Every semester, one student from each HECUA program takes on the role of student blogger, sending regular dispatches from the field. Aidan Sponheim will be HECUA’s student blogger for the Inequality in America program this spring semester. Aidan is a third-year student at the University of Minnesota, majoring in Psychology. In his final post, Aidan reflects on the semester.
HECUA is special. Yes, I realize that it’s easy for me to say this as a freshly graduated Inequality in America student, and it’s obvious for those of you who know anything about HECUA and especially to those who play a part in its existence. It’s easy to celebrate the consortium’s holistic embrace of experiential learning through the integrated, field study/ classroom/internship HECUA approach and to acknowledge the presence of not only a program director but also a community faculty that sheds light on what life is like stuck in poverty. But for me, as I reflect back on my Inequality in America experience, it is the people I met during field seminars this semester that makes HECUA so special to me.
Field seminars in IA took us out of the classroom and into the world. Whether it was an in-class presentation from a visiting community member or a whole day out in the city, the field seminar embraced the notion of praxis; taking theories we learned in the reading seminar and acting on them through field visits and dialogue. Through these experiences, we met very special people who should be recognized for their hard work and continuous resistance against oppression within the country. For me, these individuals fundamentally affected my experience with HECUA and it’s important that I honor them for their doings.
During our Homelessness and Poverty module, we had the opportunity to participate in St. Stephen’s “A Day In the Life” which consisted of a walking tour, led by a person formerly experiencing homelessness, through downtown Minneapolis stopping at various shelters and centers along the route. At these shelters, we met with some incredible people who shared their incredible experiences with homelessness. One of the individuals we met was Patrick. Patrick opened up to our class, sharing his long history with chemical dependency, chronic imprisonment, and an ongoing battle with schizophrenia to illustrate what truly caused him to get stuck in experiencing homelessness. Even though Patrick has gone through incredible hardships in his life, permanently affecting his chances of finding security in his livelihood, he still had clear goals to help others be freed from the stuck position he once was in and to challenge the country’s judicial system that traps those susceptible, like Patrick, in the currents of mass incarceration. Patrick showed had a strong selfless demeanor which taught me that it is those issues you personally resonate the most that you will find most accomplishment in.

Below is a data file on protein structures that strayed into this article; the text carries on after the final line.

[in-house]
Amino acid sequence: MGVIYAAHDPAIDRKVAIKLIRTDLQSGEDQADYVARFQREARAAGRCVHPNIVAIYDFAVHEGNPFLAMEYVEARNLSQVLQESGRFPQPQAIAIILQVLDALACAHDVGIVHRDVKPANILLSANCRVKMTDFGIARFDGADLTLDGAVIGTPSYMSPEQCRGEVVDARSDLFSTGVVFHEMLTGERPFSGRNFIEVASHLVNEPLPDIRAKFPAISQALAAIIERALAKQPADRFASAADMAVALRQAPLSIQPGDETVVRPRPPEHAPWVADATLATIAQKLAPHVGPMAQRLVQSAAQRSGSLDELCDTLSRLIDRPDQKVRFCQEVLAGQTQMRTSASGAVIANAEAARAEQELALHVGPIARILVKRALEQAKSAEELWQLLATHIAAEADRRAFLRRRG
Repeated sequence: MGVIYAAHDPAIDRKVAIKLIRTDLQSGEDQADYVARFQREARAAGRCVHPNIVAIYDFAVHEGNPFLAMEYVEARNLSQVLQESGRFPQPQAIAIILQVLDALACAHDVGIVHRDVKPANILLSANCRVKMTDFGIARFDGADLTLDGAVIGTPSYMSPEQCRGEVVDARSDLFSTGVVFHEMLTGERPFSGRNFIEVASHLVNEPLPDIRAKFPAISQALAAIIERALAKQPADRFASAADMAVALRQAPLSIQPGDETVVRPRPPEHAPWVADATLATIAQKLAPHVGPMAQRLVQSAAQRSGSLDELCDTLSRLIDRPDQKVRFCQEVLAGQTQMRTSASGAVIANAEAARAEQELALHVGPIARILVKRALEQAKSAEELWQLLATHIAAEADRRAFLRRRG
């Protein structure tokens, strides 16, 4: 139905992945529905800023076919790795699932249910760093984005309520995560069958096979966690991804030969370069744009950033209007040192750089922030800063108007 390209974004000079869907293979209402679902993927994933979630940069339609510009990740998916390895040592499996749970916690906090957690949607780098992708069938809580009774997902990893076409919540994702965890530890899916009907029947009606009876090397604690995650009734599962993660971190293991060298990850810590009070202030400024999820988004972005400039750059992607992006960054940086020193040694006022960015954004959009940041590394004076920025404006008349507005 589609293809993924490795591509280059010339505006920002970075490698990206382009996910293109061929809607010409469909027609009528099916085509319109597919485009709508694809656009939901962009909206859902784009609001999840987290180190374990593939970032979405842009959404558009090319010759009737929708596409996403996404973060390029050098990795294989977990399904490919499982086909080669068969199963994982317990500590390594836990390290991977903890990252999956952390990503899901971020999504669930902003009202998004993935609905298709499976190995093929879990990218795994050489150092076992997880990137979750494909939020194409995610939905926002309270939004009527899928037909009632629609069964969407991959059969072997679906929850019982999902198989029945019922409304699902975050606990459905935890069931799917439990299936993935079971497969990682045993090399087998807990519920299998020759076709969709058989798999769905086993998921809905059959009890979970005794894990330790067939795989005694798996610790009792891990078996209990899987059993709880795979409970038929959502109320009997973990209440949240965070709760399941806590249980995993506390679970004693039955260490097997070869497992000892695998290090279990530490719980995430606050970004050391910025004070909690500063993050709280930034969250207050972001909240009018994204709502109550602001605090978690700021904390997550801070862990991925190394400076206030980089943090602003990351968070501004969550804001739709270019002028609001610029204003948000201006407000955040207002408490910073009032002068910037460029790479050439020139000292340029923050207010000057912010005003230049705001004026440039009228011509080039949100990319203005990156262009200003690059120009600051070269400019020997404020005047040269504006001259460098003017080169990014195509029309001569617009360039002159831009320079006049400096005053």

As an intern at the Minneapolis Regional Labor Federation, I often interacted with the fed’s organizing staff, whether if it was surrounding organizing efforts for a labor march or simply entering data in spreadsheets. Among all the organizers at MRLF, Alfreda was the most impactful to me during my time there. I worked closely with her, helping to organize around representation issues in the Osseo school district school board. As a young, immigrant organizer, Alfreda blew me away time and time again through the sheer determination she had for her community’s future (Brooklyn Park) and the firmly established future she has created for herself. She is extremely effective in bringing people together and I am forever grateful to her for taking me under her wing and showing me the ropes to organizing.
During the poverty module, we spent a lot of time with community faculty member Julia, as she guided us through through poverty from the lens of the impoverished (the real deal), and shared personal stories as anecdotes for the issue we were tackling in our reading seminar. One morning, Julia shared her life story and how she has been in and out of poverty all throughout her life. Her friend Marie joined us too. In addition to Julia’s story, Marie shared parts of hers, opening up to the realities she was forced to face as a teenaged mother of two. She was honest with us, remarking on the exponential growth she experienced through her life while reflecting on the way she cares for her children today. We continued our time together that day, participating in a poverty simulation at Urban Immersions. Marie was in my group and we took on the task of budgeting a month’s expenses on little money. Marie guided us and pulled from her own experiences to end with a balanced budget. Throughout the entire day, Marie blew me away with her intelligence and wisdom and exemplified the embodiment of strength and opposition against inequality that persists within the country.
All these people, and many, many more, helped me bridge the gap between textbook and reality and inspire me to embrace, whole-heartedly, the resistance against injustice and inequality within the country. They opened themselves up to the class and used their radical vulnerability as a means to teach us of the oppression they have faced and will continue to face. And it is for this that I think HECUA is so dang special. It provided the means for radical relationships to form and created space to learn from those who are leading the fight against inequality in America.